Goethe’s Haus in Franfurkt

Goethe already feels at home in the world of culture in his early years while being fascinated by Puppet theater. He would make puppets and arrange shows in his home. He is drawn to the birthplaces of the West, reading Old Testament, Virgil, and Ovid. All in all, his early life in the free city of Frankfurt was pleasant and without a soul-deforming lack.

The Sorrows of Young Werther“ (1774) made the poet famous and created an archetype of the romantic hero. Many went to imitate Werther, both in his garderobe and his choices. The wave of suicides followed. The ironic thing is that „The Sorrows of Young Werther“ was supposed to be a parody of the romantic ideal of the man. Goethe himself never was a romantic. 16 years later Goethe would go completely into the other direction and publish „The metamorphosis of plants“ (1790), the work in biology. In his life, Goethe will also publish „A theory of color“ (1810), his view that is an alternative to the Newtonian one. In natural sciences, he is just as at home as in literature. The wonderful mixture of these two domains is found in „Elective Affinities“ (1809). Here, the relations between four main protagonists (two men and two women) are modeled on chemical laws of affinity, producing the feeling of the inescapability of events. In 1796, six years after the Plants, Goethe would establish the tradition of Bildungsroman with his „Wilhelm Meister’s Apprenticeship“. At this time, he already had his great lifetime friend Friedrich Schiller. The things mentioned are enough for 6 lifetimes of a Genius. However, ever changing Goethe had more tricks up his sleeve. Late Goethe gets inspired by Persian poetry. This cultural encounter would result in the „West-Eastern Divan“ (1819), the collection of Poetry. Many of the poems were later set to music. Crazy enough, the Muslim population of Germany today sees Goethe’s poetry collection as a first document of German Muslim culture. In this sense, Goethe is a model of multicultural Germany and even has a Mosque named after him! Not only Goethe felt at home in the world — he also became home for others.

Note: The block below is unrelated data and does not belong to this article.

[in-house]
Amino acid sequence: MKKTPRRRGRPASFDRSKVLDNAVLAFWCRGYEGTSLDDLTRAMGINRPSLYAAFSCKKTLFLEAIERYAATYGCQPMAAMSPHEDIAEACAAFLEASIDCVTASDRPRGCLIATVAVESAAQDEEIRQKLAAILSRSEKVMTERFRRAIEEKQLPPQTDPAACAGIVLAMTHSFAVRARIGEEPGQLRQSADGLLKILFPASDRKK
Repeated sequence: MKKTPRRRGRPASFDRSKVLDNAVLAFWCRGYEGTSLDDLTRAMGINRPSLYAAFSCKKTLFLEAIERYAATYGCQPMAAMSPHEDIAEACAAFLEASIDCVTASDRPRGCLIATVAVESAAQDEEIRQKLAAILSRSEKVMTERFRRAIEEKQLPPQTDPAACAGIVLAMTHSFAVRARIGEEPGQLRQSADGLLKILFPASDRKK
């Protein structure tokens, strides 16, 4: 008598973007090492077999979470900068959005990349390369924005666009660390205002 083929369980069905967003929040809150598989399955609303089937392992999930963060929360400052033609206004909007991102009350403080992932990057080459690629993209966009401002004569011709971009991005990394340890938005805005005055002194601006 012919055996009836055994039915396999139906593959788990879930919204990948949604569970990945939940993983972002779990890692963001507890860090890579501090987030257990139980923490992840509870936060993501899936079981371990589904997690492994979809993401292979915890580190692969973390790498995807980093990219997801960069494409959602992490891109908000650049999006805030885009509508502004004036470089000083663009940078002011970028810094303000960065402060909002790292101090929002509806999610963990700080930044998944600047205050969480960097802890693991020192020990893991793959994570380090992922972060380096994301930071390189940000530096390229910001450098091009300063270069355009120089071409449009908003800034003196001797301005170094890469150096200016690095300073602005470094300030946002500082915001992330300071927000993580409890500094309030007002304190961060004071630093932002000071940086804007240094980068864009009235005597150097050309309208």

But it was not the successful ever changing literary and scientific activity that made Goethe „unbearable“ to Hesse. It is his labor. The readers of Wilhelm’s Meister saga know the constant dilemmas Wilhelm had between giving himself to Art and leading a good practical life. Goethe managed to combine both. He finished his Law degree in 1771, although not without difficulties. For most of his life, he would work at Weimar Court and hold many different offices. To put the long story short, he never went broke and was valued at „the workplace“. One could think that working in Weimar would reduce Goethe’s cultural activities. However, Goethe produced many plays there. Lacking professional actors, he would write plays designed to fit the personalities of the locals and the guest’s he had.

Faust — Refusing to stop the change

You thought I missed something? Goethe’s life’s work and masterpiece, Faust, expresses central values Goethe embodied. Faust tells a story of a scientist doctor Faust who tries to know everything there is to know at all costs. In despair, he signs the contract with Mephistopheles, the Devil. Mephistopheles promises to serve Faust on earth. If he gives Faust the moment he cannot let go and Faust says „Verweile , du bist so schön“ — „Stay a while, you are so beautiful“. This is how the mega journey begins in which the duo tries out everything, all the modern man values: drinking, drugs, love, crazy festival of magical and strange beasts, politics, sublime beauty and social reforming. During the whole journey, Faust refuses to stop for once: he refuses to stop the change. One is not to understand this in a contemporary „find yourself and always change“ type of way. The Faustian change is not something subject chooses to do, but something that emerges as necessity and expression of the engaged life.

This is then the hypothesis and the life. What else can be said about living homely? To answer this a deeper look into the thinking of the time is needed. Then one can see how being-at-home-in-the-world differs from freedom, authenticity and belonging to a tribe that govern our time.